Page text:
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|For the noun: ||focus|
|Plural form: ||focuses, foci|
WordReference Random House Learner's Dictionary of American English © 2016
fo•cus /ˈfoʊkəs/USA pronunciation
n., pl. -cus•es, -ci /-saɪ, -kaɪ/USA pronunciation v., -cused, -cus•ing or (esp. Brit.)-cussed, -cus•sing. WordReference Random House Unabridged Dictionary of American English © 2016
- a central point, such as of attraction, attention, or activity[countable]His focus was on earning a living.
- Physics[countable] a point at which rays of light, heat, or other radiation meet after being refracted or reflected.
- Optics the adjustment of an optical device that is necessary to produce a clear image[uncountable]The image is in focus.
- to (cause to) come to a focus or into focus: [~ + object]to focus the lens of a camera.[no object]For a few moments my eyes wouldn't focus.
- to concentrate: [~ + object]I tried to focus my thoughts.[no object; (~ + on + object)]I tried to focus on the project.
(fō′kəs), n., pl. -cus•es, -ci (-sī, -kī),
v., -cused, -cus•ing or ([esp. Brit.])-cussed, -cus•sing.
- a central point, as of attraction, attention, or activity:The need to prevent a nuclear war became the focus of all diplomatic efforts.
- Physics[Physics.]a point at which rays of light, heat, or other radiation, meet after being refracted or reflected.
- the focal point of a lens.
- the focal length of a lens.
- the clear and sharply defined condition of an image.
Mathematics[Geom.](of a conic section) a point having the property that the distances from any point on a curve to it and to a fixed line have a constant ratio for all points on the curve. See diag. under ellipse, hyperbola, parabola.
Geology[Geol.]the point of origin of an earthquake.
[Pathol.]the primary center from which a disease develops or in which it localizes.
- the position of a viewed object or the adjustment of an optical device necessary to produce a clear image:in focus; out of focus.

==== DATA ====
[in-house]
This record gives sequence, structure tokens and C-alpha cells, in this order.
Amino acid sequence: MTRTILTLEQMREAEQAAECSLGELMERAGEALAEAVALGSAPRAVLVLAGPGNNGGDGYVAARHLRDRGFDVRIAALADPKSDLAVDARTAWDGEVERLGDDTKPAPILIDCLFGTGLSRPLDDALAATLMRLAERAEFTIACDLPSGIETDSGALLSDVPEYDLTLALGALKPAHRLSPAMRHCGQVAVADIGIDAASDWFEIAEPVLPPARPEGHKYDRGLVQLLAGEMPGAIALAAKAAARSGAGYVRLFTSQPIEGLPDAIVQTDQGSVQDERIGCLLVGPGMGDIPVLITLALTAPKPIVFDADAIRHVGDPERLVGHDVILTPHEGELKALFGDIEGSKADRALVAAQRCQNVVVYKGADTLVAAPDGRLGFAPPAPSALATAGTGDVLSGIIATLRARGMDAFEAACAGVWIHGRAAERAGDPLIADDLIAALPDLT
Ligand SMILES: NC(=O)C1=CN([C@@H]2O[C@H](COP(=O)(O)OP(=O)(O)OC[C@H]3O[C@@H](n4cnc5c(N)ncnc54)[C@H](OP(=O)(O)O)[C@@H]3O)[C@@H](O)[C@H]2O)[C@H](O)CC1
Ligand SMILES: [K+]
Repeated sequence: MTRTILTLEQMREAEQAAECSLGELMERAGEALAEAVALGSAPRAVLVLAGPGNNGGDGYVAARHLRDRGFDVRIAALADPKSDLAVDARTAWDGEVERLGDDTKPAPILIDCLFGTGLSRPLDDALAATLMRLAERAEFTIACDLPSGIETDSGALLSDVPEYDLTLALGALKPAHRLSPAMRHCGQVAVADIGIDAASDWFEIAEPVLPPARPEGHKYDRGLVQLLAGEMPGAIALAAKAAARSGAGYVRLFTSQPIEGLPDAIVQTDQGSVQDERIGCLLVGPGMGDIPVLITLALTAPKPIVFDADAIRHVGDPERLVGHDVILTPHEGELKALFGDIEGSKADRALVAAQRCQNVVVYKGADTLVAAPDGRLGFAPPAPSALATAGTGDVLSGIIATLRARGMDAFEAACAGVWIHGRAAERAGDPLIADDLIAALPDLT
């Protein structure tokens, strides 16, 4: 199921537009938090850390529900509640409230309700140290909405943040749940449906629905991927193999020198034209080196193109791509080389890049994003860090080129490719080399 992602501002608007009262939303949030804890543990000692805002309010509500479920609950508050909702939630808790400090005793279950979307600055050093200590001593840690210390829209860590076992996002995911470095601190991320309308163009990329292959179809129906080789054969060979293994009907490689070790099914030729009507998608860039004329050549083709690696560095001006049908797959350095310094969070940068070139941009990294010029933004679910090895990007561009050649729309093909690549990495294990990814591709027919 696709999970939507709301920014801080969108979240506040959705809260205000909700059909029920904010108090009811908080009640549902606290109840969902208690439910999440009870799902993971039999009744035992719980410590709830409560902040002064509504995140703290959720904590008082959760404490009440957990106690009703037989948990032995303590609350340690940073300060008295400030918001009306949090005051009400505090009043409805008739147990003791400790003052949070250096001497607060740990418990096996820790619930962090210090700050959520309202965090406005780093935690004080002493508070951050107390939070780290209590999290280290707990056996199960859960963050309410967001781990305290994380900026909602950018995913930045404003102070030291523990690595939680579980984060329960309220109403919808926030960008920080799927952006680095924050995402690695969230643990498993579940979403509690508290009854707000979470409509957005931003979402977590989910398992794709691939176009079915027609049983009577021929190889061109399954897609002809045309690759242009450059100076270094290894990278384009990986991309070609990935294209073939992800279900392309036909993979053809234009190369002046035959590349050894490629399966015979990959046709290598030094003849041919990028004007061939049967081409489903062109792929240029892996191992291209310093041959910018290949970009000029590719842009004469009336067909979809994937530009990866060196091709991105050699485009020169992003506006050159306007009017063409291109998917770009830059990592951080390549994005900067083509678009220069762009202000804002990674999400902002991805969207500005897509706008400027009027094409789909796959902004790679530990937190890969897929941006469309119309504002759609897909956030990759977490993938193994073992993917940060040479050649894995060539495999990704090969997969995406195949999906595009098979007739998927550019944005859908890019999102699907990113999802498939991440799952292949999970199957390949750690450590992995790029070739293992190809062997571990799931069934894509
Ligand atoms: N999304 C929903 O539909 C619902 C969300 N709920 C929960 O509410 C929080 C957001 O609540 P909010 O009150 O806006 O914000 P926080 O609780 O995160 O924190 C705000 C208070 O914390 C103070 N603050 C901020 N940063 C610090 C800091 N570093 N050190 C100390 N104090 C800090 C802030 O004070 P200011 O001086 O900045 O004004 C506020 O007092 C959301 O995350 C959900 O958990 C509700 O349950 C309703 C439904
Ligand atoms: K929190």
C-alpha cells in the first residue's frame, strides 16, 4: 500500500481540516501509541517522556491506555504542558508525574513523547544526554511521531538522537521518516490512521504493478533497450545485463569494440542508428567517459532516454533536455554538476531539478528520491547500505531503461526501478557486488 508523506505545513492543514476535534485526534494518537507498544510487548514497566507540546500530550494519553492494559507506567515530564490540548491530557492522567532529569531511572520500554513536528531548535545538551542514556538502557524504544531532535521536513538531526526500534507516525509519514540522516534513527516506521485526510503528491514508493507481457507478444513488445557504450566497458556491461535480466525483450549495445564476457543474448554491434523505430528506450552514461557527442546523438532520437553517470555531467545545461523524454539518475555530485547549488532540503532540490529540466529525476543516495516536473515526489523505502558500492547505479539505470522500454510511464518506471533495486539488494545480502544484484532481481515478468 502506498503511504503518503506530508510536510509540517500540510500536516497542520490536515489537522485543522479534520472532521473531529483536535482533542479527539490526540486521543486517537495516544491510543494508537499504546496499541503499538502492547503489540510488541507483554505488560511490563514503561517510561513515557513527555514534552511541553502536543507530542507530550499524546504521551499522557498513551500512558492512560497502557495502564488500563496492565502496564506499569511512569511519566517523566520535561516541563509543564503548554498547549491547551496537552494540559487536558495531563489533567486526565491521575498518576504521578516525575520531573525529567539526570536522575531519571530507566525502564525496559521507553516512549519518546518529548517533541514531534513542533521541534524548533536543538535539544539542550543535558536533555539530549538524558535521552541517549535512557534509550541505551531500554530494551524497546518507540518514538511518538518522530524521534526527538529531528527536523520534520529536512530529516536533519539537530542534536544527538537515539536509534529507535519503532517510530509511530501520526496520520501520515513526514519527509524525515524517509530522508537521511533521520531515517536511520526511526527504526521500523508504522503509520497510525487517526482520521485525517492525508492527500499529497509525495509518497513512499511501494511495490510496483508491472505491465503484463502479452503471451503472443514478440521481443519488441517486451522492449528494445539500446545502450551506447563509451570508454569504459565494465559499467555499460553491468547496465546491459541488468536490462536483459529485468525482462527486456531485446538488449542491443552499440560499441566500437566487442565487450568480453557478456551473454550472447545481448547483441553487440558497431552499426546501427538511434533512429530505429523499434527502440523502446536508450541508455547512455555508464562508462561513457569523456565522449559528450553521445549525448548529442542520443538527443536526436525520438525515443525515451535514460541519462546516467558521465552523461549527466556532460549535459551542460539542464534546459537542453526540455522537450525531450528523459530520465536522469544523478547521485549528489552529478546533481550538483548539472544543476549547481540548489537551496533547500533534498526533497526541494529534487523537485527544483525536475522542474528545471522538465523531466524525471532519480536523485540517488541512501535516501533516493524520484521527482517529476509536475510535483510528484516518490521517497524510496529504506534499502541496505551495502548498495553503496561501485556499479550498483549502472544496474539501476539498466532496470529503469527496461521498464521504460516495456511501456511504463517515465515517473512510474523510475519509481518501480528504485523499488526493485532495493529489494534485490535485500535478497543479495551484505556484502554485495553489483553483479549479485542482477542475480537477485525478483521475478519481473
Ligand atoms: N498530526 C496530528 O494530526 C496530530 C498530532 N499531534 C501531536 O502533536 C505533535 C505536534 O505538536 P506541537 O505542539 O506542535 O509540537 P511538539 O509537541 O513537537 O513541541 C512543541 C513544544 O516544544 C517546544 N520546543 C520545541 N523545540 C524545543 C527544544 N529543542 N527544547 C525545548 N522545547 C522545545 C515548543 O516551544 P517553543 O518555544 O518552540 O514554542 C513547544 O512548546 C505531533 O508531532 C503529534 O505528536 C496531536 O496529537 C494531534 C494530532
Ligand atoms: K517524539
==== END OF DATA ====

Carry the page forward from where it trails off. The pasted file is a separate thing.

- to bring to a focus or into focus:to focus the lens of a camera.
- to concentrate:to focus one's thoughts.
- to become focused.
1 . center, heart, core, nucleus.
- Latin: fireplace, hearth
Collins Concise English Dictionary © HarperCollins Publishers::
focus /ˈfəʊkəs/ n ( pl -cuses, -ci / -saɪ -kaɪ -kiː/)
vb ( -cuses, -cusing, -cused, -cusses, -cussing, -cussed)
- a point of convergence of light or other electromagnetic radiation, particles, sound waves, etc, or a point from which they appear to diverge
- another name for focal point, focal length
- the state of an optical image when it is distinct and clearly defined or the state of an instrument producing this image: the picture is in focus, the telescope is out of focus
- a point upon which attention, activity, etc, is directed or concentrated
- a fixed reference point on the concave side of a conic section, used when defining its eccentricity
- the point beneath the earth's surface at which an earthquake or underground nuclear explosion originates
- the main site of an infection or a localized region of diseased tissue
Etymology: 17th Century: via New Latin from Latin: hearth, fireplaceˈfocuser n
- to bring or come to a focus or into focus
- (transitive) often followed by on: to fix attention (on); concentrate
'focus' also found in these entries: